What to know before you book your vacation on the high seas.

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A cruise can be a fun way to visit certain areas of the world at a slower pace. Amazing buffets, cool amenities, and plenty of travel—what's not to love? But in the era of COVID, it's understandable to have some questions about going on a cruise if you're not vaccinated.

Let's just get this out there upfront: The answer is a little complicated, and it largely depends on the cruise line you're interested in. Here's what you need to know about going on a cruise if you're not vaccinated.

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Credit: Getty Images

What the CDC says about going on a cruise right now

The Centers for Disease Control and Prevention (CDC) currently recommends that people who are not fully vaccinated against COVID-19 avoid going on any type of cruise.

Per the CDC, those who plan to cruise should do the following:

  • Get tested for COVID-19 one to three days before your trip and three to five days after your trip, regardless of your vaccination status.
  • Self-quarantine for seven days after your cruise if you're unvaccinated, even if you test negative for the virus. If you do not get tested, you should quarantine for 10 days.
  • Wear a mask while in shared spaces of the cruise ship.

Do you need to be vaccinated to go on a cruise?

A lot of it really depends on the policy of the cruise line and the port of departure. Here's a quick breakdown of vaccination policies at several major cruise lines:

  • Carnival Cruise Line: Guests must be fully vaccinated against COVID-19, although the company allows a "very small number" of exemptions for children under 12 and teens and adults who can provide proof of medical exemptions.
  • Celebrity Cruises: Guests ages 12 and up must be fully vaccinated at least two weeks before the ship sails.
  • Disney Cruises: Guests 12 and older need to be fully vaccinated against COVID-19.
  • Norwegian Cruise Line: All guests and crew members must be 100% vaccinated against COVID-19.
  • Princess Cruises: All guests must be fully vaccinated against COVID-19.
  • Royal Caribbean: Guests ages 12 and up must present proof of COVID-19 vaccination.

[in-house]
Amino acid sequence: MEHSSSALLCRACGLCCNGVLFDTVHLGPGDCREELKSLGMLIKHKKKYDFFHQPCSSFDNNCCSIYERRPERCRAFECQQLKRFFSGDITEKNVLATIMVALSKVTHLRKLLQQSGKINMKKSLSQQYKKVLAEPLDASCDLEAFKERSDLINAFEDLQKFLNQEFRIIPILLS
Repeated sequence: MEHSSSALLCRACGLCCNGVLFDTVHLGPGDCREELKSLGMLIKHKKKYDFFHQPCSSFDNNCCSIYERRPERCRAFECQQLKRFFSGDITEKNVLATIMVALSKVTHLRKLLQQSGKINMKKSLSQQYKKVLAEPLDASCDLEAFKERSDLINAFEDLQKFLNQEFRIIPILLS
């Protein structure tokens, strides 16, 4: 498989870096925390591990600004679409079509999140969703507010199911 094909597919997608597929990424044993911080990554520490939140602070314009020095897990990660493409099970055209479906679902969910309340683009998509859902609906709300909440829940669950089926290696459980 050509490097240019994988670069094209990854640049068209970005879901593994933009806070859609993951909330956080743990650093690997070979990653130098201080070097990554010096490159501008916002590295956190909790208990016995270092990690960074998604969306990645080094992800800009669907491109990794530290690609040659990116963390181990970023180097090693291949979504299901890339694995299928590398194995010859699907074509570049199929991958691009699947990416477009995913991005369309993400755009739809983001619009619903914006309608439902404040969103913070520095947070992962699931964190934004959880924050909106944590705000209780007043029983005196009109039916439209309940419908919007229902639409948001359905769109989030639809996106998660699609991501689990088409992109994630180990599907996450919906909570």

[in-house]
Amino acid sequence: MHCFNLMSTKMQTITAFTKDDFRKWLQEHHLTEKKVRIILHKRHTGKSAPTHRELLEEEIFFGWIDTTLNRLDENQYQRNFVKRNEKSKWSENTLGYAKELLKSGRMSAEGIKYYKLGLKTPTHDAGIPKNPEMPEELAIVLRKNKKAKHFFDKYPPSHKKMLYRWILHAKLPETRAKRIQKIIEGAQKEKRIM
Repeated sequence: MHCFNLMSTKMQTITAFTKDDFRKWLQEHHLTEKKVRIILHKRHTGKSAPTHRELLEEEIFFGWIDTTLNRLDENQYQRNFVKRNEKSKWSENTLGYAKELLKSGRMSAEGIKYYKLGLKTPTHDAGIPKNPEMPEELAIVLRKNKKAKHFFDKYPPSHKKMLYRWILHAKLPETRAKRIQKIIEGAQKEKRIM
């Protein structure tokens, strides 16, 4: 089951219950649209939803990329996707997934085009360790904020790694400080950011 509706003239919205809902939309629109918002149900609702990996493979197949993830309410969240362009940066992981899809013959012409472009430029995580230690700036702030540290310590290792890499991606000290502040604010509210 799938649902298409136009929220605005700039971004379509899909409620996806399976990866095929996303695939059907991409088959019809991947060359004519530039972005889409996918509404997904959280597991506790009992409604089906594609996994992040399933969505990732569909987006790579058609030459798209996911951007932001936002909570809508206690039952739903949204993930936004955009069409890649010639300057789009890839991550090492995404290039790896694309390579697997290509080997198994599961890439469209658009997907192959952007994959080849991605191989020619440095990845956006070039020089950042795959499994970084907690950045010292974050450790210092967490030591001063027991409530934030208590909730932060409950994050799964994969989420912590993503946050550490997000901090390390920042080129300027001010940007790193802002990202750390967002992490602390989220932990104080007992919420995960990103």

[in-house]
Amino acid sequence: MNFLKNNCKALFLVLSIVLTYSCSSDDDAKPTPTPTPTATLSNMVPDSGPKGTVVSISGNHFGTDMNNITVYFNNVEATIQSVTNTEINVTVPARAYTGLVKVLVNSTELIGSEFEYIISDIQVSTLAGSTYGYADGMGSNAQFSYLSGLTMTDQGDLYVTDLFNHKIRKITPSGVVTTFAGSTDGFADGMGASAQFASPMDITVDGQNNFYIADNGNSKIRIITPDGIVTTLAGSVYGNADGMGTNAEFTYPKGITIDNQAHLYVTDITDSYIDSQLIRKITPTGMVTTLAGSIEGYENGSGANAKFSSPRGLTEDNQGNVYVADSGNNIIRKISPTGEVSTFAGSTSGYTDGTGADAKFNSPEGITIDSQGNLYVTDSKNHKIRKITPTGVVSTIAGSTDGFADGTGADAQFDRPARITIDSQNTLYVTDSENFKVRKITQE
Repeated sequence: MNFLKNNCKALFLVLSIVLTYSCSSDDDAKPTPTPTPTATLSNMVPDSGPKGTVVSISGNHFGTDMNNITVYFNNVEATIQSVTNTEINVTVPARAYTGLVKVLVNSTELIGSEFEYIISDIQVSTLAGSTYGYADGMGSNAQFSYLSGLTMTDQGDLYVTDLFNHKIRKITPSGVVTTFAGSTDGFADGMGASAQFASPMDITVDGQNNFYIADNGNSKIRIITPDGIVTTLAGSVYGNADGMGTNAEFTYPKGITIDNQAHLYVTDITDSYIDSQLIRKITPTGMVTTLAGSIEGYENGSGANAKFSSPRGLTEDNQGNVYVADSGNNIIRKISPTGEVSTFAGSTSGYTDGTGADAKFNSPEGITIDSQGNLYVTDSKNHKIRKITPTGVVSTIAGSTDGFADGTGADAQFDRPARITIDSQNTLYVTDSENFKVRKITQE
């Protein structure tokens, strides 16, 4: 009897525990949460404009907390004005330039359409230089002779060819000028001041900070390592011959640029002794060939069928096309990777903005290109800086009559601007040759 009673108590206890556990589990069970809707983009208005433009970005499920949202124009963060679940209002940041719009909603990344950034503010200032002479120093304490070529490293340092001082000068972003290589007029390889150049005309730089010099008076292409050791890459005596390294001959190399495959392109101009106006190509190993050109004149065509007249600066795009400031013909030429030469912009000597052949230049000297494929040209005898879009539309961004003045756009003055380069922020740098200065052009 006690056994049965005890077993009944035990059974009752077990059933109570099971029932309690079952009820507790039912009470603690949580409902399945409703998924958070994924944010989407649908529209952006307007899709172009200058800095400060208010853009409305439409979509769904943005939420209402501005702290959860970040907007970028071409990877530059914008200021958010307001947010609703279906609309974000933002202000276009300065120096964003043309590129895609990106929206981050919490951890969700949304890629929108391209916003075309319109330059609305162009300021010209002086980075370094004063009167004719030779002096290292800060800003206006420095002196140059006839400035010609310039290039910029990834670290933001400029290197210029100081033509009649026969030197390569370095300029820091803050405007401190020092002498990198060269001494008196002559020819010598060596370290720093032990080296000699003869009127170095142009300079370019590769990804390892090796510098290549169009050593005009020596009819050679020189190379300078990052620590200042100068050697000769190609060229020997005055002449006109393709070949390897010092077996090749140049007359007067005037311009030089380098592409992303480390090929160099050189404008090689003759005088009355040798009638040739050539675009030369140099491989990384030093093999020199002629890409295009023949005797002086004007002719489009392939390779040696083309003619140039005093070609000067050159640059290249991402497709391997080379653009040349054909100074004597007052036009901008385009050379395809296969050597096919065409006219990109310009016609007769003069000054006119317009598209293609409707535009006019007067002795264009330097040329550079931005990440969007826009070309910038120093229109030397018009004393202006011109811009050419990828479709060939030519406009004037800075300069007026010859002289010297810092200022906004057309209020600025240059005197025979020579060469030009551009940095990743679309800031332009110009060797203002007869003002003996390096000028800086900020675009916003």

Overall, you need to be fully vaccinated against COVID-19 to go on a cruise right now if you're eligible to be vaccinated.

Why do cruise ships have such a bad rap for illnesses?

Early in the pandemic, cruise ships experienced major outbreaks of the virus as it spread across the globe. But even before COVID arrived, cruise ships didn't have the best reputation for being disease-free. Reports of outbreaks of norovirus, a very contagious virus that causes vomiting and diarrhea, were not uncommon.

There are a few reasons why viruses and diseases can spread quickly on cruise ships, Richard Watkins, MD, an infectious disease physician and professor of internal medicine at the Northeast Ohio Medical University, tells Health. "Cruise ships have close quarters and crowding," he says. "It's hard to social distance." And when people are close together, it's easier for viruses to spread among them, he says.

With cruise ships that allow for some unvaccinated guests, "the reality is that someone on the boat is likely to be infected with COVID-19, either because they were unvaccinated or are asyptomatic with a breakthrough infection," Thomas Russo, MD, professor and chief of infectious disease at the University at Buffalo in New York, tells Health.

Cruise ships often have indoor dining and entertainment, which are areas that are ripe for viruses to spread, Dr. Russo points out. In the case of illnesses like norovirus, "someone could contaminate the food buffet and it can spread rapidly," Dr. Russo says, adding, "it's all because of people staying and moving around in close quarters."

Why should people get vaccinated before going on a cruise?

Not only will being fully vaccinated help protect you from getting seriously ill with COVID-19, it can help protect those around you, Dr. Russo says.

There's also this to consider: Many cruise lines test guests before they get on the boat and before they disembark. "If you or a member of your party tests positive, you won't be able to get on the boat at the last minute," Dr. Russo points out. "You may also have to quarantine if you get infected on the boat and, if you're outside the country, you'll need to have a negative COVID test to get back in. If you get infected, you'll have to hang out in a hotel somewhere for 10 days or so."

Overall, Dr. Russo says, it's just better to get vaccinated against COVID-19 before going on a cruise. "You really should get vaccinated," he says.

The information in this story is accurate as of press time. However, as the situation surrounding COVID-19 continues to evolve, it's possible that some data have changed since publication. While Health is trying to keep our stories as up-to-date as possible, we also encourage readers to stay informed on news and recommendations for their own communities by using the CDCWHO, and their local public health department as resources.

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